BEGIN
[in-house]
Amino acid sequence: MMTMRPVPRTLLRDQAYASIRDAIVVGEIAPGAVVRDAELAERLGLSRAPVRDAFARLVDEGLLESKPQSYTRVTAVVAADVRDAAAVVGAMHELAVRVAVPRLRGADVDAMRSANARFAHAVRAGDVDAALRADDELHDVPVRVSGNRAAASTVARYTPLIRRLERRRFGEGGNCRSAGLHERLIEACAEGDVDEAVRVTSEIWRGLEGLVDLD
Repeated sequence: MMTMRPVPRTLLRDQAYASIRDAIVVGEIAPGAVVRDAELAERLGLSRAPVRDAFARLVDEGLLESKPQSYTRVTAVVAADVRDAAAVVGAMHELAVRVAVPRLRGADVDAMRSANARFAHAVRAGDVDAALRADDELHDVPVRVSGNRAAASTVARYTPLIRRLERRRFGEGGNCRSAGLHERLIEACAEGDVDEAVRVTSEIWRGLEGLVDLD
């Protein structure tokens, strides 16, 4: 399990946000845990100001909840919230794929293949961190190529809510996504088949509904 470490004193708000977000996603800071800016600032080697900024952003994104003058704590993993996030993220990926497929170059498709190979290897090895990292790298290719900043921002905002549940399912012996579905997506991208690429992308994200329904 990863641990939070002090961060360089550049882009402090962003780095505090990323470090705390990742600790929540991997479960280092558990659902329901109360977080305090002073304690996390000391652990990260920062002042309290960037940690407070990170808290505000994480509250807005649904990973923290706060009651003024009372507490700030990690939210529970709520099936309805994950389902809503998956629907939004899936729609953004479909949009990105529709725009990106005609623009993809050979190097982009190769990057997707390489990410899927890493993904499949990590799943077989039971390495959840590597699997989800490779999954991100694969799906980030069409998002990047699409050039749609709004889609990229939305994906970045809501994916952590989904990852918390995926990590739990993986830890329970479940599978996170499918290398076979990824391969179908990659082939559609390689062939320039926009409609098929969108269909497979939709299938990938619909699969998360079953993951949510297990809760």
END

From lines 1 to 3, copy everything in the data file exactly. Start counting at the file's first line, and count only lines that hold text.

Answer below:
[in-house]
Amino acid sequence: MMTMRPVPRTLLRDQAYASIRDAIVVGEIAPGAVVRDAELAERLGLSRAPVRDAFARLVDEGLLESKPQSYTRVTAVVAADVRDAAAVVGAMHELAVRVAVPRLRGADVDAMRSANARFAHAVRAGDVDAALRADDELHDVPVRVSGNRAAASTVARYTPLIRRLERRRFGEGGNCRSAGLHERLIEACAEGDVDEAVRVTSEIWRGLEGLVDLD
Repeated sequence: MMTMRPVPRTLLRDQAYASIRDAIVVGEIAPGAVVRDAELAERLGLSRAPVRDAFARLVDEGLLESKPQSYTRVTAVVAADVRDAAAVVGAMHELAVRVAVPRLRGADVDAMRSANARFAHAVRAGDVDAALRADDELHDVPVRVSGNRAAASTVARYTPLIRRLERRRFGEGGNCRSAGLHERLIEACAEGDVDEAVRVTSEIWRGLEGLVDLD